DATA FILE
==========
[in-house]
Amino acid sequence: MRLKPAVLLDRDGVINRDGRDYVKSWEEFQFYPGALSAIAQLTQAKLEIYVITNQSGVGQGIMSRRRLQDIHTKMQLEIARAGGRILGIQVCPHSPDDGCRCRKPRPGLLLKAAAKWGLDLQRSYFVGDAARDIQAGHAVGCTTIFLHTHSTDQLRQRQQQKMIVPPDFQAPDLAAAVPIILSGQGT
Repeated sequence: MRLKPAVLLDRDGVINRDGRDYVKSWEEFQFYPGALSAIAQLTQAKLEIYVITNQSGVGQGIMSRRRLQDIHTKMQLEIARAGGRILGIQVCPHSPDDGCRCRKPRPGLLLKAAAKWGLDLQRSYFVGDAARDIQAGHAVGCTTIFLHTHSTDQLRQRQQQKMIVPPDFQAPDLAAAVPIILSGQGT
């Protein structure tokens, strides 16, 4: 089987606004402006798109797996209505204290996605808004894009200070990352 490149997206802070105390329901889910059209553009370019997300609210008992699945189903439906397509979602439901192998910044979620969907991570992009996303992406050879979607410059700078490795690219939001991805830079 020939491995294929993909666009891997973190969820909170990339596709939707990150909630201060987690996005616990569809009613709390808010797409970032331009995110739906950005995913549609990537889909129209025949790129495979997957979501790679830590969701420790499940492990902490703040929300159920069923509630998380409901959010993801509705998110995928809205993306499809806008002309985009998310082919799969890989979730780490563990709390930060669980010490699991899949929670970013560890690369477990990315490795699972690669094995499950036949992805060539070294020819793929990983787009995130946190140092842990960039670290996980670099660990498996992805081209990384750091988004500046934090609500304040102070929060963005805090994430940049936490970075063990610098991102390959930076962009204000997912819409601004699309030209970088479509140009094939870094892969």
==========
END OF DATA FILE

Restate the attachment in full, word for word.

[in-house]
Amino acid sequence: MRLKPAVLLDRDGVINRDGRDYVKSWEEFQFYPGALSAIAQLTQAKLEIYVITNQSGVGQGIMSRRRLQDIHTKMQLEIARAGGRILGIQVCPHSPDDGCRCRKPRPGLLLKAAAKWGLDLQRSYFVGDAARDIQAGHAVGCTTIFLHTHSTDQLRQRQQQKMIVPPDFQAPDLAAAVPIILSGQGT
Repeated sequence: MRLKPAVLLDRDGVINRDGRDYVKSWEEFQFYPGALSAIAQLTQAKLEIYVITNQSGVGQGIMSRRRLQDIHTKMQLEIARAGGRILGIQVCPHSPDDGCRCRKPRPGLLLKAAAKWGLDLQRSYFVGDAARDIQAGHAVGCTTIFLHTHSTDQLRQRQQQKMIVPPDFQAPDLAAAVPIILSGQGT
């Protein structure tokens, strides 16, 4: 089987606004402006798109797996209505204290996605808004894009200070990352 490149997206802070105390329901889910059209553009370019997300609210008992699945189903439906397509979602439901192998910044979620969907991570992009996303992406050879979607410059700078490795690219939001991805830079 020939491995294929993909666009891997973190969820909170990339596709939707990150909630201060987690996005616990569809009613709390808010797409970032331009995110739906950005995913549609990537889909129209025949790129495979997957979501790679830590969701420790499940492990902490703040929300159920069923509630998380409901959010993801509705998110995928809205993306499809806008002309985009998310082919799969890989979730780490563990709390930060669980010490699991899949929670970013560890690369477990990315490795699972690669094995499950036949992805060539070294020819793929990983787009995130946190140092842990960039670290996980670099660990498996992805081209990384750091988004500046934090609500304040102070929060963005805090994430940049936490970075063990610098991102390959930076962009204000997912819409601004699309030209970088479509140009094939870094892969």